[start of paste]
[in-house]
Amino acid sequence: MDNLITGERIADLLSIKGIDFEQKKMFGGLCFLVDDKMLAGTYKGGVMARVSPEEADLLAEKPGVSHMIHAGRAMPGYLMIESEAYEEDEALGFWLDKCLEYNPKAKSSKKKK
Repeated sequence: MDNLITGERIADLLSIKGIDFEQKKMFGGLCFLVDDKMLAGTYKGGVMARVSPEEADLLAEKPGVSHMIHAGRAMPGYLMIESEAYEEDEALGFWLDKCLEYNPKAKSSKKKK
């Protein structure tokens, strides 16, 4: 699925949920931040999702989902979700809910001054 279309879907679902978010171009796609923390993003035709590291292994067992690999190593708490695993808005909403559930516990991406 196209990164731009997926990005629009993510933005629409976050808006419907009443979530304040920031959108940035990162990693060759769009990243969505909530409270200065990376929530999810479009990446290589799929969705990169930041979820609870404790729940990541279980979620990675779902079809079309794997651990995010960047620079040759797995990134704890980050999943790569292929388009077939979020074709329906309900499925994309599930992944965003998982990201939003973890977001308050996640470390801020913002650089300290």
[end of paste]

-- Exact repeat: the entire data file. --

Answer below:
[in-house]
Amino acid sequence: MDNLITGERIADLLSIKGIDFEQKKMFGGLCFLVDDKMLAGTYKGGVMARVSPEEADLLAEKPGVSHMIHAGRAMPGYLMIESEAYEEDEALGFWLDKCLEYNPKAKSSKKKK
Repeated sequence: MDNLITGERIADLLSIKGIDFEQKKMFGGLCFLVDDKMLAGTYKGGVMARVSPEEADLLAEKPGVSHMIHAGRAMPGYLMIESEAYEEDEALGFWLDKCLEYNPKAKSSKKKK
């Protein structure tokens, strides 16, 4: 699925949920931040999702989902979700809910001054 279309879907679902978010171009796609923390993003035709590291292994067992690999190593708490695993808005909403559930516990991406 196209990164731009997926990005629009993510933005629409976050808006419907009443979530304040920031959108940035990162990693060759769009990243969505909530409270200065990376929530999810479009990446290589799929969705990169930041979820609870404790729940990541279980979620990675779902079809079309794997651990995010960047620079040759797995990134704890980050999943790569292929388009077939979020074709329906309900499925994309599930992944965003998982990201939003973890977001308050996640470390801020913002650089300290």